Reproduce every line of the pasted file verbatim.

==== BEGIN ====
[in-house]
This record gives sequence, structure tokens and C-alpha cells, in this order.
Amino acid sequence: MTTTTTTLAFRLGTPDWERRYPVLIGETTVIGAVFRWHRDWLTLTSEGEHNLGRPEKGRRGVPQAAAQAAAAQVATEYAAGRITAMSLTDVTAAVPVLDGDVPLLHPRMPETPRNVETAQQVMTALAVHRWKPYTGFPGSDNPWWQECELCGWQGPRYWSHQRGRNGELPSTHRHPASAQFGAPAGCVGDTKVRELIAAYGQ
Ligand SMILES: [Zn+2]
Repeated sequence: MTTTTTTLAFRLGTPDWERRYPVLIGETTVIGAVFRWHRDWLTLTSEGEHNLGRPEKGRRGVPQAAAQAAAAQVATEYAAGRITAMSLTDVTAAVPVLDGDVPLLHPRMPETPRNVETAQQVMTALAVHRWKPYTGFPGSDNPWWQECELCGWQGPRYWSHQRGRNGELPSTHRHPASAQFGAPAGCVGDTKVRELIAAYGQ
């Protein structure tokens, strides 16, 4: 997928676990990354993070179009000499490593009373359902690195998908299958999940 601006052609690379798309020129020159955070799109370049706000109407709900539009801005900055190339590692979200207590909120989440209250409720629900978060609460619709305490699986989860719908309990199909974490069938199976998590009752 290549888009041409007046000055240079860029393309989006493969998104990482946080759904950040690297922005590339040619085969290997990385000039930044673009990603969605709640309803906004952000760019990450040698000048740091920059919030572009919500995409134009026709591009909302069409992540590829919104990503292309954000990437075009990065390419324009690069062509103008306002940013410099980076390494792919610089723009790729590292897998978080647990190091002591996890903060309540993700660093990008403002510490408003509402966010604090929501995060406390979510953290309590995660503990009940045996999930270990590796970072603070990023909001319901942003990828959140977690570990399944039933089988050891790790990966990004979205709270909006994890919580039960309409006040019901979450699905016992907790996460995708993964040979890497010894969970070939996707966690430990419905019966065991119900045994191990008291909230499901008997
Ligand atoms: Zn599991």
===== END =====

[in-house]
This record gives sequence, structure tokens and C-alpha cells, in this order.
Amino acid sequence: MTTTTTTLAFRLGTPDWERRYPVLIGETTVIGAVFRWHRDWLTLTSEGEHNLGRPEKGRRGVPQAAAQAAAAQVATEYAAGRITAMSLTDVTAAVPVLDGDVPLLHPRMPETPRNVETAQQVMTALAVHRWKPYTGFPGSDNPWWQECELCGWQGPRYWSHQRGRNGELPSTHRHPASAQFGAPAGCVGDTKVRELIAAYGQ
Ligand SMILES: [Zn+2]
Repeated sequence: MTTTTTTLAFRLGTPDWERRYPVLIGETTVIGAVFRWHRDWLTLTSEGEHNLGRPEKGRRGVPQAAAQAAAAQVATEYAAGRITAMSLTDVTAAVPVLDGDVPLLHPRMPETPRNVETAQQVMTALAVHRWKPYTGFPGSDNPWWQECELCGWQGPRYWSHQRGRNGELPSTHRHPASAQFGAPAGCVGDTKVRELIAAYGQ
């Protein structure tokens, strides 16, 4: 997928676990990354993070179009000499490593009373359902690195998908299958999940 601006052609690379798309020129020159955070799109370049706000109407709900539009801005900055190339590692979200207590909120989440209250409720629900978060609460619709305490699986989860719908309990199909974490069938199976998590009752 290549888009041409007046000055240079860029393309989006493969998104990482946080759904950040690297922005590339040619085969290997990385000039930044673009990603969605709640309803906004952000760019990450040698000048740091920059919030572009919500995409134009026709591009909302069409992540590829919104990503292309954000990437075009990065390419324009690069062509103008306002940013410099980076390494792919610089723009790729590292897998978080647990190091002591996890903060309540993700660093990008403002510490408003509402966010604090929501995060406390979510953290309590995660503990009940045996999930270990590796970072603070990023909001319901942003990828959140977690570990399944039933089988050891790790990966990004979205709270909006994890919580039960309409006040019901979450699905016992907790996460995708993964040979890497010894969970070939996707966690430990419905019966065991119900045994191990008291909230499901008997
Ligand atoms: Zn599991």